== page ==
What was the effect of all of this education in and outside of the classroom? It resulted in part in women’s increased involvement in public life. Kelley describes academy education as a springboard to women’s participation in reading circles, literary societies, mutual aid and benevolent associations, and work as writers and editors. All of these comprise part of what Kelley defines as “civil society,” a segment of the broader public sphere. Kelley also traces the effects on women’s subjectivities. Book reading, involvement in literary societies, and other continued, intellectual engagement allowed a woman to claim an identity as a “learned woman” (p. 190). Kelley traces how women used their schooling and resulting status to launch themselves into roles as writers, editors, and reformers--all entry points into the public sphere. Kelley’s title comes from a letter that Lucy Stone penned to Antoinette Brown Blackwell in 1892, referring to the literary societies to which they had belonged as the place they had “learned to stand and speak” (p. 132). Intellectual tools as well as the confidence to claim a public voice are gestured to by this quote.

But only a few women were as bold as Stone. For the most part, educated women advocated entry into the part of the public sphere that Kelley describes as “civil society,” composed not of organized politics or the market economy but of discursive and institutional spaces. The expansion of opportunities for female education was part of an American Revolution-era bargain, Kelley notes: its expansion of educational opportunities for women was a watershed, but a woman’s access to education remained “contingent upon her fulfillment of gendered social and political obligations” (p. 25). Women were required to put their learning to use within the household, educating their (male) children to possess the civic virtue necessary for life in the new Republic. Most academies recognized this, describing their schooling as designed to prepare women for conventional roles and for social improvement, now defined as appropriate work for women because of their special moral authority. Written histories, such as those by Lydia Maria Child and Sarah Hale, highlighted women’s intellectual equality alongside “deference to male authority,” and few women were willing to voice any public admiration for the likes of Mary Wollstonecraft (p. 203). Kelley also offers this striking example: “Lydia Maria Child, in a year in which she carried on her career as an antislavery activist and a prolific writer, ‘Cooked 360 dinners. Cooked 362 breakfasts. Swept and dusted sitting room and kitchen 350 times. Filled lamps 362 times. Swept and dusted chamber and stairs 40 times’” (p. 247).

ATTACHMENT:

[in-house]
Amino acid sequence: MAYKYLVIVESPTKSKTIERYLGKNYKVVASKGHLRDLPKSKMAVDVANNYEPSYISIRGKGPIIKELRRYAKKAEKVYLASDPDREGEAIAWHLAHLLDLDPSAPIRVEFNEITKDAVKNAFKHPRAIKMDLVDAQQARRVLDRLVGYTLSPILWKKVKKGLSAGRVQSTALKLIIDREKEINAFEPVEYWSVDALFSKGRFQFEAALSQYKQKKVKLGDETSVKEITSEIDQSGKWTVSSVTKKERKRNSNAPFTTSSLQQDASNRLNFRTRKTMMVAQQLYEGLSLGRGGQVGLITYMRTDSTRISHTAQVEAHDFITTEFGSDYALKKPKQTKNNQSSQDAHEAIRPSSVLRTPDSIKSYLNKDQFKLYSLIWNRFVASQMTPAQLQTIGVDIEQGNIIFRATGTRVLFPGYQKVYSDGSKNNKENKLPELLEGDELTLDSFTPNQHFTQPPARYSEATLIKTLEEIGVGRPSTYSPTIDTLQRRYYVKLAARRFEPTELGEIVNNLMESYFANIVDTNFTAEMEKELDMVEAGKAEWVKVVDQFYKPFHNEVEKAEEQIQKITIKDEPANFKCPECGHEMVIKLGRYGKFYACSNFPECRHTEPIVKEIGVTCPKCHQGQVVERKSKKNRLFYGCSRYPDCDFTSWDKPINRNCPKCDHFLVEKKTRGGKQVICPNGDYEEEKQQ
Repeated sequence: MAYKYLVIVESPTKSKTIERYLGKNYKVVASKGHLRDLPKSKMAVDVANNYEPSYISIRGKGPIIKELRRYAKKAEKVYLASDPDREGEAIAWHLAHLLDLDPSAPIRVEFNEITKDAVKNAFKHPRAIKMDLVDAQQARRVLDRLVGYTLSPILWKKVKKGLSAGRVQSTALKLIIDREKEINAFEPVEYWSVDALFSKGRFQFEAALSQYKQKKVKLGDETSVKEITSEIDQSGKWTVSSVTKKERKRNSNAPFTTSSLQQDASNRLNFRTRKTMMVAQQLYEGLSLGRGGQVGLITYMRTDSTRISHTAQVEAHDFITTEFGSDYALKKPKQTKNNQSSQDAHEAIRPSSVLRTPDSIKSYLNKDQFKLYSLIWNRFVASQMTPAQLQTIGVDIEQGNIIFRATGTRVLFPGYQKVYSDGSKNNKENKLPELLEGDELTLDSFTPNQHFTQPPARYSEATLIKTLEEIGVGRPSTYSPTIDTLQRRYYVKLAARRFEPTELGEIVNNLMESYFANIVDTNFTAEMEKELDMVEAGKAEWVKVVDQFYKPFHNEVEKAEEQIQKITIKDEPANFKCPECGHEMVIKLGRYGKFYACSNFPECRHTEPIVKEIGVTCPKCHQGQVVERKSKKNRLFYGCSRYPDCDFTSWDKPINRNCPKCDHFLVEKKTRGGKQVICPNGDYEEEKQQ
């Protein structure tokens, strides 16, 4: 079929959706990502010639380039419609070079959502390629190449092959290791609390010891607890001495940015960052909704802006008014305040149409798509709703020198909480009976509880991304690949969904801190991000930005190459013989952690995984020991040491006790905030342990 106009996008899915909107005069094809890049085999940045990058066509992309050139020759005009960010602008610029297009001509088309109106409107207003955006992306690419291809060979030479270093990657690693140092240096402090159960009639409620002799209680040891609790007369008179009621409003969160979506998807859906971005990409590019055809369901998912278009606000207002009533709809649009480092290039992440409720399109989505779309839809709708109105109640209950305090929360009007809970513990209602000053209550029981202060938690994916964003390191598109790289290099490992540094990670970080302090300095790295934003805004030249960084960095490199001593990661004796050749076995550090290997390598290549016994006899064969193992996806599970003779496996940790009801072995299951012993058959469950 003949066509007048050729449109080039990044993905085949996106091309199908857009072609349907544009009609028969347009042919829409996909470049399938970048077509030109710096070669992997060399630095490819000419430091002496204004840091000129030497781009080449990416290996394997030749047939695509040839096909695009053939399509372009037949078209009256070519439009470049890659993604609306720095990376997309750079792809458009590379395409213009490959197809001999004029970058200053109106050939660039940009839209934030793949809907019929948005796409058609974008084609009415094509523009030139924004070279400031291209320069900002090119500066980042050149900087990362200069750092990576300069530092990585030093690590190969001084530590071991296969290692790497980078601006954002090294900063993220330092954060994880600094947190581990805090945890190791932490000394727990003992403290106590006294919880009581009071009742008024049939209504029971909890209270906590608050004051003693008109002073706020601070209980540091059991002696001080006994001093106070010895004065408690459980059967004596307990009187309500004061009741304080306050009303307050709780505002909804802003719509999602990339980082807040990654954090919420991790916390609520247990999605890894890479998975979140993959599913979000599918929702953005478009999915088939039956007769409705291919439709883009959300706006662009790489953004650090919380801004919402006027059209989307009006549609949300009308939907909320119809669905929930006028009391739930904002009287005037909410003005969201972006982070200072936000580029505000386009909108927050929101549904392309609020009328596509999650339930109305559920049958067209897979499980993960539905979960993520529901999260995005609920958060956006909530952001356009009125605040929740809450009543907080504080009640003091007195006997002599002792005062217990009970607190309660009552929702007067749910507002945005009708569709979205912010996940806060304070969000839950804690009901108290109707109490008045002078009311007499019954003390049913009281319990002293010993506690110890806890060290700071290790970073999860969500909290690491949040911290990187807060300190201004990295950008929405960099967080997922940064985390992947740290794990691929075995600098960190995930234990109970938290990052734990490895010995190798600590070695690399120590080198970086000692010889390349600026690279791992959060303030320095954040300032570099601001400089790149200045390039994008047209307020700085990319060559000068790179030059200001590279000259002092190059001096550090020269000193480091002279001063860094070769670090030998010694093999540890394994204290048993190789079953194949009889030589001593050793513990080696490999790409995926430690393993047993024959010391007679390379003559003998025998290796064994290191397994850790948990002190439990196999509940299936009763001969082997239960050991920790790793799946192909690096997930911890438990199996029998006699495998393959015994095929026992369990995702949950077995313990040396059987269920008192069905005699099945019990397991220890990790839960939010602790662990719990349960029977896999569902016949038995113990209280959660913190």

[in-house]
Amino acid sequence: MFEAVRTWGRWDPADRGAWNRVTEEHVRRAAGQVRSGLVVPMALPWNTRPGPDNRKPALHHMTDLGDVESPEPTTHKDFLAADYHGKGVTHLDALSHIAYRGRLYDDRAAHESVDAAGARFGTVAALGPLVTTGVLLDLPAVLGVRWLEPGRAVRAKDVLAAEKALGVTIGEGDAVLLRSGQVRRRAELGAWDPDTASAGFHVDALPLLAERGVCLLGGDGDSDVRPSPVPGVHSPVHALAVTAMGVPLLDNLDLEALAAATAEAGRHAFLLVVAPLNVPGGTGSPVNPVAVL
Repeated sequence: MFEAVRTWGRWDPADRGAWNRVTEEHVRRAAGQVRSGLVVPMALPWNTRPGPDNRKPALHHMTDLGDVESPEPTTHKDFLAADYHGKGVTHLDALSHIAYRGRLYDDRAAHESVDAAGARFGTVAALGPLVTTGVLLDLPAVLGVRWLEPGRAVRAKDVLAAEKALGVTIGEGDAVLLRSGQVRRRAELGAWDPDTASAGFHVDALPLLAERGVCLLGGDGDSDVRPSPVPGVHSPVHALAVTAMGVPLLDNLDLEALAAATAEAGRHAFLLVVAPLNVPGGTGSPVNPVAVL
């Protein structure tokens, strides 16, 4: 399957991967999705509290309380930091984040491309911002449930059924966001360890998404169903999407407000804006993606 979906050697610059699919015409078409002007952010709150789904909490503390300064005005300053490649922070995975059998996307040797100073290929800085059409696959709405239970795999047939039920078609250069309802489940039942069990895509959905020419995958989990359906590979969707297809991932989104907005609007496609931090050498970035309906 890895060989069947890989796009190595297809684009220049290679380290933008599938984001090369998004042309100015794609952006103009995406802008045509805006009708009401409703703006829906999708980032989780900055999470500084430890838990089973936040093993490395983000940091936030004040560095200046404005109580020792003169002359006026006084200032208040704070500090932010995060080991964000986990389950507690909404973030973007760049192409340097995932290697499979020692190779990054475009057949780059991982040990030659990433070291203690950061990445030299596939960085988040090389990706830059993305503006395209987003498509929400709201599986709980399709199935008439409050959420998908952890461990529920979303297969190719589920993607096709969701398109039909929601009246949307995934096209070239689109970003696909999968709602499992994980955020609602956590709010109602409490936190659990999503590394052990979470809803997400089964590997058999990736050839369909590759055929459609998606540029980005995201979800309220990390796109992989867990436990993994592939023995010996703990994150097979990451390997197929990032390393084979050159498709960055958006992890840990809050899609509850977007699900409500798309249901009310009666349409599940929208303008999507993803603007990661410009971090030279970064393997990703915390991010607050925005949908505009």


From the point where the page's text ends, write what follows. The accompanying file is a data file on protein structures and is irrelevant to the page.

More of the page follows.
That said, Kelley takes the optimist’s view of it, arguing that in the end the academy experience proved formative for both radicals and other women, allowing them “to flourish as never before” (p. 7). Particularly in its depictions of women’s personal commitments to education and in their work as writers and teachers, Learning to Stand and Speak makes a strong case for this. Her book should be of interest to a broad audience of readers: from those interested in U.S. education and perhaps even more, in the history of U.S. women in the pivotal era between the American Revolution and the American Civil War, to feminist theorists, and to those interested in well-written and engaging history.